The United Way is an organization that exists for the purpose of helping people in need and bringing about positive social outcomes for the public good. Raising sufficient funds through donations continues to be a challenge in the face of decreasing public assistance, and increased cynicism in the United Way caused by the United Way scandal of 1992. The general downward trend of donations to non-profit organizations is reflected in the donations to the Rochester Institute of Technology's United Way campaign. In the past, employee participation in RIT's United Way campaign was 73%, which has been decreasing throughout the years to a low of 60.5% in 1997. In order to reverse this downward trend, the non-profit organization should be analyzed using the same methods of analysis used in for-profit organizations. One method is use of a questionnaire to determine if the United Way is meeting the needs of its "customers", and also if the campaign events and awareness efforts are effective. The needs of the "internal customers" of RIT's United Way campaign, the Key Captains, are examined as well as the methods used to train the Key Captains. The responses to one major change in the campaign, the distribution method of pledge cards, were also solicited. Two questionnaires were sent through interoffice mail. The first survey was sent to all RIT faculty and staff, which represent the potential donors to RIT's United Way campaign, and the second was sent to the Key Captains. Data obtained from the two surveys were analyzed using SPSS. The majority of respondents do not attend RIT's United Way campaign events, the United Way Campaign video was rated the most effective method of delivering the United Way message, and respondents had no preference of pledge card delivery while the Key Captains favored personal delivery of pledge cards. The number one reason why respondents contributed to this year's United Way campaign was due to a sense of responsibility to RIT and/or the Rochester community. The number one reason given for not contributing to this year's United Way campaign was the preference to send a contribution directly to a particular cause. Crosstabs were also performed to examine potential relationships between the answers given to the survey questions with the gender of the respondent, whether they are faculty or staff, and whether they contributed to this year's campaign.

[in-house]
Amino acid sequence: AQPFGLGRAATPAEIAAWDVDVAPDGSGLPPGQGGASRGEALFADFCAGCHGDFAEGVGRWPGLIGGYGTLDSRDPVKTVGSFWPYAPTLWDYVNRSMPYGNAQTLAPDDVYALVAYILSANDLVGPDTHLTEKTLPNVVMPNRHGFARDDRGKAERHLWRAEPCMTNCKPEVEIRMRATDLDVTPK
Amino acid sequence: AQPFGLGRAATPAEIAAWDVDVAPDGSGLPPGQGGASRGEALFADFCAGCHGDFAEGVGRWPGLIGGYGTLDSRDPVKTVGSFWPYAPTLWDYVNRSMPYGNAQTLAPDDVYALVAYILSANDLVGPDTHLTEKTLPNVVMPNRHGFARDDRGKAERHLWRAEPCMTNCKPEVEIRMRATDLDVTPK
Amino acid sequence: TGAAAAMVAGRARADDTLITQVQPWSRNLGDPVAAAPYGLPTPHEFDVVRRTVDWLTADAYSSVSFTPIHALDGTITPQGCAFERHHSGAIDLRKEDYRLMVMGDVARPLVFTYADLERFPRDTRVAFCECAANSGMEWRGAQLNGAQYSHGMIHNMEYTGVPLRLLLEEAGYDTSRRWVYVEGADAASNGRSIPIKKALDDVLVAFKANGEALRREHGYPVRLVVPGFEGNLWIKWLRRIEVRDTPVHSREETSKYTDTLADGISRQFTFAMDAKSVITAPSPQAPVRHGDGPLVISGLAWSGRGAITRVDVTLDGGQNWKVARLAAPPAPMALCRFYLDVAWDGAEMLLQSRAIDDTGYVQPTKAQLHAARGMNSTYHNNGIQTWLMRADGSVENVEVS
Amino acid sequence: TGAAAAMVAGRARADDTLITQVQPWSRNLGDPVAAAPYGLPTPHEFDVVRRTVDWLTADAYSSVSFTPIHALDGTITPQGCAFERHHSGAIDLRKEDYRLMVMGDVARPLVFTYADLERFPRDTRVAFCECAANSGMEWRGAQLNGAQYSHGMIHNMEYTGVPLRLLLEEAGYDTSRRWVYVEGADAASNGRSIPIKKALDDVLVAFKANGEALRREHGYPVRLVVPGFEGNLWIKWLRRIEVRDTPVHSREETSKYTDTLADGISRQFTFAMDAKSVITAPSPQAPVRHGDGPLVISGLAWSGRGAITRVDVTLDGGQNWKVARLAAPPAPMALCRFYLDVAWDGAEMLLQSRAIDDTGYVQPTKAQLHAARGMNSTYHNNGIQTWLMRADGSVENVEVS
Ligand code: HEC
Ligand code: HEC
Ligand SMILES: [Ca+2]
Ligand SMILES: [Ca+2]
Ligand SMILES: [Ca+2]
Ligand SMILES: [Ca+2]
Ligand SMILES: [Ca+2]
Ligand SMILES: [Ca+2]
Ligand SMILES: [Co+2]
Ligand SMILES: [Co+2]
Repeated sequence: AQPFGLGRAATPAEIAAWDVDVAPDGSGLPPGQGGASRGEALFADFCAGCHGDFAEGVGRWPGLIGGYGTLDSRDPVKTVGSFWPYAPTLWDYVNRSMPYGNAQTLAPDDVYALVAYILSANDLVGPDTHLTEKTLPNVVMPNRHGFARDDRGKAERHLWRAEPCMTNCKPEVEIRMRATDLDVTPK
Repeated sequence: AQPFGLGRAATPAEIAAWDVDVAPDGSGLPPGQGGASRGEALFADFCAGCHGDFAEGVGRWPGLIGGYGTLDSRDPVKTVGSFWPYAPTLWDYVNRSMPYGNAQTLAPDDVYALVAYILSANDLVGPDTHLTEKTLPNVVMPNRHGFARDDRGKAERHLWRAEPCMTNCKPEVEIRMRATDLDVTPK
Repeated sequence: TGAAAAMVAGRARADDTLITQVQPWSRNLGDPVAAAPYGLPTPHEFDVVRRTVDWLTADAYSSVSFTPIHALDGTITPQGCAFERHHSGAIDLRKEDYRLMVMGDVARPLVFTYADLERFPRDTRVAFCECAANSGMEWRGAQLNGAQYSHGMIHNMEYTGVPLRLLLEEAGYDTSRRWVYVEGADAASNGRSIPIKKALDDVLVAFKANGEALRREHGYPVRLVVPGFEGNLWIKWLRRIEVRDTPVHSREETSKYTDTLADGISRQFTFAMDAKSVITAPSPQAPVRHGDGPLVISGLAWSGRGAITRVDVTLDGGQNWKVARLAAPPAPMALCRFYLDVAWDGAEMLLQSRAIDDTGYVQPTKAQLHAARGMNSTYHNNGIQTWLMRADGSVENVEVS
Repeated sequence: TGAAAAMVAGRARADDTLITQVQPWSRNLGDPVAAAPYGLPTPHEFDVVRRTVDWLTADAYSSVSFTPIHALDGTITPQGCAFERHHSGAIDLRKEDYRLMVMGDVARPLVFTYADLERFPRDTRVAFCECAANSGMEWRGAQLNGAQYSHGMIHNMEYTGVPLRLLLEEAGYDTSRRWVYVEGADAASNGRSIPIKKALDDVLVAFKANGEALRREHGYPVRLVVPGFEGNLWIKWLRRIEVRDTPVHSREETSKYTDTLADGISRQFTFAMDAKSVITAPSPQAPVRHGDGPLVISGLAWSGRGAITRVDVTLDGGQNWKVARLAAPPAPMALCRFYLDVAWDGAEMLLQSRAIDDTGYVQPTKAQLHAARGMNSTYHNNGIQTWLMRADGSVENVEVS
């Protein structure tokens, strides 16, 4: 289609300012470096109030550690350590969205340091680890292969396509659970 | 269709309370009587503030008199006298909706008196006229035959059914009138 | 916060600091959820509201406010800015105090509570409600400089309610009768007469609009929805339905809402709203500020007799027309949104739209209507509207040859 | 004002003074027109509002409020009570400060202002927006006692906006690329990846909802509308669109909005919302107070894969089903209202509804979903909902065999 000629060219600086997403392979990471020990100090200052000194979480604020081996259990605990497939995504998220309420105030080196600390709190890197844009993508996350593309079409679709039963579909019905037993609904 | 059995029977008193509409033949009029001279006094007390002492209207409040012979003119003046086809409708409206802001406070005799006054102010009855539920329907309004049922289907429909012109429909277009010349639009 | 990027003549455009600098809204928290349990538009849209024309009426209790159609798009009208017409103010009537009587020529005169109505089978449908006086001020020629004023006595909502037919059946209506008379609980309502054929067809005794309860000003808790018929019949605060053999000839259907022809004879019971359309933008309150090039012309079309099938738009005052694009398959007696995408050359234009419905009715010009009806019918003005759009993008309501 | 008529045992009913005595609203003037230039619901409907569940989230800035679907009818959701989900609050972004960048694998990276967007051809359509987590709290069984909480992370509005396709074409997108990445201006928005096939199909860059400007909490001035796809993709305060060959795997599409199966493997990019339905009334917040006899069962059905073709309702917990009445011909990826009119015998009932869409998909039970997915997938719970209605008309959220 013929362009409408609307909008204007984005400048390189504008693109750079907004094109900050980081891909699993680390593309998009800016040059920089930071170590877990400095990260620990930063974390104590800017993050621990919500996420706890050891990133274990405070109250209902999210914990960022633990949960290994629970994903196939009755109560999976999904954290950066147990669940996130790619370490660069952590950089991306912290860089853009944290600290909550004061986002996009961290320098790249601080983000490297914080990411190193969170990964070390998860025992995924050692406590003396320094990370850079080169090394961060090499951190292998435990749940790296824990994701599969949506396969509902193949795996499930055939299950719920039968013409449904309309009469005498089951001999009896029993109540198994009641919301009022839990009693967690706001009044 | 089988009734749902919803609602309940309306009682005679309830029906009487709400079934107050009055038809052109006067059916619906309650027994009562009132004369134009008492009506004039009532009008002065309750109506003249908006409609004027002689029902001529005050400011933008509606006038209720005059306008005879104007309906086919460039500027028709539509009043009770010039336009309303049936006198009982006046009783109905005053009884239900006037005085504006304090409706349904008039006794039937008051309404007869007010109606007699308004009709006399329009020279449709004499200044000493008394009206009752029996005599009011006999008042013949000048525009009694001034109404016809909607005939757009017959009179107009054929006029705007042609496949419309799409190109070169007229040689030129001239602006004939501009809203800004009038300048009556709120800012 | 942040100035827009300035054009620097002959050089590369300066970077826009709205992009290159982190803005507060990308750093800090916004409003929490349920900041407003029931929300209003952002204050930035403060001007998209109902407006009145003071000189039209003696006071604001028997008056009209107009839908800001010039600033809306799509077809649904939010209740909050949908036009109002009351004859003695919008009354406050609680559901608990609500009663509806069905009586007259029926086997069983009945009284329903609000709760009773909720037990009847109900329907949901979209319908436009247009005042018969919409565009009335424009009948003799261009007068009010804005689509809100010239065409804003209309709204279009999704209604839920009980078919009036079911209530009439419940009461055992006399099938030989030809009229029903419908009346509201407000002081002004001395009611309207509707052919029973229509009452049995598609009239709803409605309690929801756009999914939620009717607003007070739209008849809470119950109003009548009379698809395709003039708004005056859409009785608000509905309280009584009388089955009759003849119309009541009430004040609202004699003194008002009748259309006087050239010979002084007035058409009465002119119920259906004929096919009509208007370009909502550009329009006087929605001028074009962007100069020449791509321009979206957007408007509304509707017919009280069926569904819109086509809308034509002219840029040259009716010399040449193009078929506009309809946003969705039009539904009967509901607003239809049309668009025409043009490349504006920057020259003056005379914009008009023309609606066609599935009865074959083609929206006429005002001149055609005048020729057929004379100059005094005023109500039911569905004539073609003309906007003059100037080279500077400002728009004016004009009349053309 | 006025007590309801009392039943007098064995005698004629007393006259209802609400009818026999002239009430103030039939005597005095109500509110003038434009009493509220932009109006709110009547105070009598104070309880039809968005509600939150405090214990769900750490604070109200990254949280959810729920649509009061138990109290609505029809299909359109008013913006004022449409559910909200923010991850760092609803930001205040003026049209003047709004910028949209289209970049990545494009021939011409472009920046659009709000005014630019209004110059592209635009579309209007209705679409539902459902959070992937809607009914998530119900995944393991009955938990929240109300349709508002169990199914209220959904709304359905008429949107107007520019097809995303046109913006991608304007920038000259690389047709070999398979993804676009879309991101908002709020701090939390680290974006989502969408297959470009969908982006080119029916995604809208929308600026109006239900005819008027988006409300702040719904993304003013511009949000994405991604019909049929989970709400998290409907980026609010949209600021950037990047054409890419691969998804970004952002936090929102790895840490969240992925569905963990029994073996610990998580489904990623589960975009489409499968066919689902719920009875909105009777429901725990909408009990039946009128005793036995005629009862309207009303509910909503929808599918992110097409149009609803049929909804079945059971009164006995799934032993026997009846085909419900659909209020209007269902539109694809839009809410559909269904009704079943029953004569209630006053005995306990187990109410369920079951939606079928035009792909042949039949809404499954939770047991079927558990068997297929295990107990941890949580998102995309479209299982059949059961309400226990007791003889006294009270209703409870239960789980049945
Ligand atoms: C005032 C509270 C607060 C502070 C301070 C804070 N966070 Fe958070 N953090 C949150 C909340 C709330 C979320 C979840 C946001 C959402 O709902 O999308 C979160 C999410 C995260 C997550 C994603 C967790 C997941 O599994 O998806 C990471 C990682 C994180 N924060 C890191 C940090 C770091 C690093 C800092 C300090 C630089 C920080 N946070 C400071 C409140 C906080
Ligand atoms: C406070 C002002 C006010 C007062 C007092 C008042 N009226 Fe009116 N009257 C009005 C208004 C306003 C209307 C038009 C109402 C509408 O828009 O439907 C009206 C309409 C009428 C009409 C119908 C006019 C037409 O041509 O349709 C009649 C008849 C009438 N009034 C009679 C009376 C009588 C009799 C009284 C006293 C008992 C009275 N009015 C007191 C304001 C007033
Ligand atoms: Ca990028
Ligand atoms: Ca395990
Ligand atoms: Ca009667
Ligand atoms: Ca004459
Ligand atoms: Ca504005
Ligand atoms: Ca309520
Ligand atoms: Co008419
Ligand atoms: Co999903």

Library of Congress Subject Headings
United Way of Greater Rochester--Finance--Statistics; Rochester Institute of Technology--Employees--Charitable contributions--Statistics; Universities and colleges--Charitable contributions--New York (State)--Rochester
Department, Program, or Center
School of Food, Hotel and Tourism Management (CAST)
Lund, Cheryl, "Analysis of Rochester Institute of Technology's United Way campaign" (1998). Thesis. Rochester Institute of Technology. Accessed from
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